KeyPass generates the key file for you, if you choose to go for one. There are two methods for generating the keyfile, and they appear side by side in one window. The option on the right allows you to move the mouse randomly over a field. The second option lets you key in a string of random characters. Both these approaches are preferred over a computer approach at generating a random key, because computers have a very limited ability at generating truly random data. The erratic movements of the human is a far more random element, and therefore a stronger source of random data than what the computer can generate. It is generally preferable to use the mouse movement as a mode of input rather than typing out random keys, as typing out random keys wont be as random as moving the mouse in a random fashion.

Now the database is opened up, and you can go about adding the relevant details. Add in the website, the account information, and the login details. Enable auto-type for the frequently used entries. KeyPass is portable, so you can take these settings with you when you move between computers. When you enable Auto-type, a warning will pop up that Auto- type will not run on all windows. Auto-type just does not work in some very obscure scenarios, such as when a user is using a text based browser, or when using a command line interface. However it is unlikely that a lay user will run into such applications.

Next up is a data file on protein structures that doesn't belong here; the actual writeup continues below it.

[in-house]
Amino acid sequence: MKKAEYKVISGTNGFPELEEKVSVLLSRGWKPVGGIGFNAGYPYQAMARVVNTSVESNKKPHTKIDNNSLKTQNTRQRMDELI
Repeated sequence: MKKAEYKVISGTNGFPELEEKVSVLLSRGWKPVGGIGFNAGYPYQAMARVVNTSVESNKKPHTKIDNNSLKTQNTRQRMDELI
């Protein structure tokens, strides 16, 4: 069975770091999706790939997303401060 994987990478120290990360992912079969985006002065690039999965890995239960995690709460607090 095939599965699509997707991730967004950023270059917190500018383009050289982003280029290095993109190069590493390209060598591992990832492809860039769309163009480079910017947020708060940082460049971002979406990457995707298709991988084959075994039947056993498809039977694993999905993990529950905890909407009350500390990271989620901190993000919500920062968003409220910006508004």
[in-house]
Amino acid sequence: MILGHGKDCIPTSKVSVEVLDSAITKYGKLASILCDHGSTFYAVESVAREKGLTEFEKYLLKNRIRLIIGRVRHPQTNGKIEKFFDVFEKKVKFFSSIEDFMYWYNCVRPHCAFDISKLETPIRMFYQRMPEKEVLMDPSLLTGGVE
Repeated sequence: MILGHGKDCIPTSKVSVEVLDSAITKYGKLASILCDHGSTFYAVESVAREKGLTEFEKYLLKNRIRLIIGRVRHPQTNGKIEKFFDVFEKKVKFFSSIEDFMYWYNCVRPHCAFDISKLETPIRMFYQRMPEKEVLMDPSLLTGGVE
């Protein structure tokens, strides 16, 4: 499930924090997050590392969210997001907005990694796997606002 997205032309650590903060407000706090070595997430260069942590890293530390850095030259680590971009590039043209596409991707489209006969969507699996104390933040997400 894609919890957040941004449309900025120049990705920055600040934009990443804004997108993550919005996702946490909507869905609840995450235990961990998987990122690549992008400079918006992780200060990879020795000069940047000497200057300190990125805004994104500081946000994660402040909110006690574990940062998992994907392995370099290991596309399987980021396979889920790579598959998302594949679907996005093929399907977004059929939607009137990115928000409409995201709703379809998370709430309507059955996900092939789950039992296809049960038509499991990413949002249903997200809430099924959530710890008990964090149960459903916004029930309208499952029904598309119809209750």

While enabling Auto-type, there is a check box for enabling obfuscation. Obfuscation is the feature that bamboozles keyloggers. Targeted programs can be written to bypass the obfuscation, but these are rare. When you enable obfuscation, a prompt will appear that warns you that obfuscation does not work all the time, this is for the command-line scenario, so you can ignore it.